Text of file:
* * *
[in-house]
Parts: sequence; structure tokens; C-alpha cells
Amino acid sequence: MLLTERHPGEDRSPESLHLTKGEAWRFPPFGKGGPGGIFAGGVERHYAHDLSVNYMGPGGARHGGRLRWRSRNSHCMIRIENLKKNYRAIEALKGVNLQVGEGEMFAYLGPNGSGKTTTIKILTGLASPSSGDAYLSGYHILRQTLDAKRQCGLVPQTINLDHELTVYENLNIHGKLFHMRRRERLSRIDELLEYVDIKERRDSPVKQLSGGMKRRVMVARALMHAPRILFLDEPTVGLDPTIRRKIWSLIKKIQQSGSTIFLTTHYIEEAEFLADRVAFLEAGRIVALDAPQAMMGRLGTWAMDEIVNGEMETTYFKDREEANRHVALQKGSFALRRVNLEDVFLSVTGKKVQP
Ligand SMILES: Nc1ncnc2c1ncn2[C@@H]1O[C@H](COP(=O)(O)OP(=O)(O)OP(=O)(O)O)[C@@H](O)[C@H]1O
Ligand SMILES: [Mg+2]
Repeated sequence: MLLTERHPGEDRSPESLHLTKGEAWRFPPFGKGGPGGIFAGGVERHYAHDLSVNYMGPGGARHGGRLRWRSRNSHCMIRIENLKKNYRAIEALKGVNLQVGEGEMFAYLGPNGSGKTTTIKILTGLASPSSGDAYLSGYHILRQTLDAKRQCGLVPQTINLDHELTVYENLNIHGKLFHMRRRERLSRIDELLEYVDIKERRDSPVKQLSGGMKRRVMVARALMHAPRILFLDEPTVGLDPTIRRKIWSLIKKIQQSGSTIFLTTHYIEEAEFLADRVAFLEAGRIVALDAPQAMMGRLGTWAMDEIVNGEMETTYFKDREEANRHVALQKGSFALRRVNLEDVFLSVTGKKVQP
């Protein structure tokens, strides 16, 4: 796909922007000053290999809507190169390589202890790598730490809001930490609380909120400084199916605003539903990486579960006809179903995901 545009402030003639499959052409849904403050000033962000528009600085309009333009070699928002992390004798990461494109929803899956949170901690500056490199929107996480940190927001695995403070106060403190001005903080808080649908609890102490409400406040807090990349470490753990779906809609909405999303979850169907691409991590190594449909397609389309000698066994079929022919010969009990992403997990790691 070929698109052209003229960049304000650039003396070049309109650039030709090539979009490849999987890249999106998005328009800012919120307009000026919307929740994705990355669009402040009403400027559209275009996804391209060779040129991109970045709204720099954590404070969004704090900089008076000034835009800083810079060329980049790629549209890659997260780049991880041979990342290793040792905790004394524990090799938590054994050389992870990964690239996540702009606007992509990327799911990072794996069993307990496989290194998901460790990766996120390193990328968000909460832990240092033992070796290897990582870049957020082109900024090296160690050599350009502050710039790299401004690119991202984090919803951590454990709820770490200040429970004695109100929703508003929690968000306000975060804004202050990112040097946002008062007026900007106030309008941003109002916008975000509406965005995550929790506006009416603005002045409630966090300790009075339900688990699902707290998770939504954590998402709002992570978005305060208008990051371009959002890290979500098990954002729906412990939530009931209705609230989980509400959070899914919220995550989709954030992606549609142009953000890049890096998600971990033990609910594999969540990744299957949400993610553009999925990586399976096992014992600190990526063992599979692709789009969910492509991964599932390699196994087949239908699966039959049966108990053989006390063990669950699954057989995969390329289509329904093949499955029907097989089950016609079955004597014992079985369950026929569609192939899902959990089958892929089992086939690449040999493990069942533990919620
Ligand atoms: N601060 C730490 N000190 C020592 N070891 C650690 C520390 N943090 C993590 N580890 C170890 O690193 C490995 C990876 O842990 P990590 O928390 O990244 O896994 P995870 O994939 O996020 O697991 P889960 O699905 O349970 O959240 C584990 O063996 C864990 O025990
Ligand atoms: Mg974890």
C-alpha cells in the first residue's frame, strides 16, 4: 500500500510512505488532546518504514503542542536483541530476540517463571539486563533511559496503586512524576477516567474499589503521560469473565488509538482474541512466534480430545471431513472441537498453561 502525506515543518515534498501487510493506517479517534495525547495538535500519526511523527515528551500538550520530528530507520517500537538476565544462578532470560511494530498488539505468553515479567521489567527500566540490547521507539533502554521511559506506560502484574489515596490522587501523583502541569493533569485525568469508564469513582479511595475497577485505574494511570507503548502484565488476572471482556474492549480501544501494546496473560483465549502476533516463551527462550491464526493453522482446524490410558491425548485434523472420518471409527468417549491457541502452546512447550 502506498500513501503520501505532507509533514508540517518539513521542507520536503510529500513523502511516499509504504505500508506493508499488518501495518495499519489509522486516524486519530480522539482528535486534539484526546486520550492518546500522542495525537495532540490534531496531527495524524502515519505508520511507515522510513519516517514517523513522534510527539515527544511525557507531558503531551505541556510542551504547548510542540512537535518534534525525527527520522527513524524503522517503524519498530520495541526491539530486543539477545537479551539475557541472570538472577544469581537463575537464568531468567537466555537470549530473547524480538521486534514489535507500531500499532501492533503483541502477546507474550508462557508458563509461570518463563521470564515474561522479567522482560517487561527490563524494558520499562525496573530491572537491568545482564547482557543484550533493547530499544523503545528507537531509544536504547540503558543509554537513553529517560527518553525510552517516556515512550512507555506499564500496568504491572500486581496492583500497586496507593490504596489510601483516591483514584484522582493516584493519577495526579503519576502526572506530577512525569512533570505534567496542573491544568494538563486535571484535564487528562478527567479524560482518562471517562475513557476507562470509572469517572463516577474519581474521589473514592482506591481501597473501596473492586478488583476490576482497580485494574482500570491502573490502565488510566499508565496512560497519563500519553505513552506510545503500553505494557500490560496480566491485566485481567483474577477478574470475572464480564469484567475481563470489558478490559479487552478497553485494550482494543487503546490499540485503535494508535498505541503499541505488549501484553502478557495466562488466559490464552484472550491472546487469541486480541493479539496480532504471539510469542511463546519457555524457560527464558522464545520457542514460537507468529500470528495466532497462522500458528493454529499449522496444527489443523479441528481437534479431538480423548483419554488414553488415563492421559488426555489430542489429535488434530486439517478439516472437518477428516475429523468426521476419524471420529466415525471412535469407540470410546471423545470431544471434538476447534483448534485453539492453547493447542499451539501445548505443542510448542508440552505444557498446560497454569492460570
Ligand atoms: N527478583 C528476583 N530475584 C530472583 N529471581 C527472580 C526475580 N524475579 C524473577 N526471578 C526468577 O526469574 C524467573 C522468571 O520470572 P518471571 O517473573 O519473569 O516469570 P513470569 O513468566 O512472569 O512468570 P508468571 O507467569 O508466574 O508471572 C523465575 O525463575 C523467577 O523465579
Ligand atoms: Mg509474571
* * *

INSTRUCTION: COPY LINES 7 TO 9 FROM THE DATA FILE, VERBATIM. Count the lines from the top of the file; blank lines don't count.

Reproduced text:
């Protein structure tokens, strides 16, 4: 796909922007000053290999809507190169390589202890790598730490809001930490609380909120400084199916605003539903990486579960006809179903995901 545009402030003639499959052409849904403050000033962000528009600085309009333009070699928002992390004798990461494109929803899956949170901690500056490199929107996480940190927001695995403070106060403190001005903080808080649908609890102490409400406040807090990349470490753990779906809609909405999303979850169907691409991590190594449909397609389309000698066994079929022919010969009990992403997990790691 070929698109052209003229960049304000650039003396070049309109650039030709090539979009490849999987890249999106998005328009800012919120307009000026919307929740994705990355669009402040009403400027559209275009996804391209060779040129991109970045709204720099954590404070969004704090900089008076000034835009800083810079060329980049790629549209890659997260780049991880041979990342290793040792905790004394524990090799938590054994050389992870990964690239996540702009606007992509990327799911990072794996069993307990496989290194998901460790990766996120390193990328968000909460832990240092033992070796290897990582870049957020082109900024090296160690050599350009502050710039790299401004690119991202984090919803951590454990709820770490200040429970004695109100929703508003929690968000306000975060804004202050990112040097946002008062007026900007106030309008941003109002916008975000509406965005995550929790506006009416603005002045409630966090300790009075339900688990699902707290998770939504954590998402709002992570978005305060208008990051371009959002890290979500098990954002729906412990939530009931209705609230989980509400959070899914919220995550989709954030992606549609142009953000890049890096998600971990033990609910594999969540990744299957949400993610553009999925990586399976096992014992600190990526063992599979692709789009969910492509991964599932390699196994087949239908699966039959049966108990053989006390063990669950699954057989995969390329289509329904093949499955029907097989089950016609079955004597014992079985369950026929569609192939899902959990089958892929089992086939690449040999493990069942533990919620
Ligand atoms: N601060 C730490 N000190 C020592 N070891 C650690 C520390 N943090 C993590 N580890 C170890 O690193 C490995 C990876 O842990 P990590 O928390 O990244 O896994 P995870 O994939 O996020 O697991 P889960 O699905 O349970 O959240 C584990 O063996 C864990 O025990
Ligand atoms: Mg974890």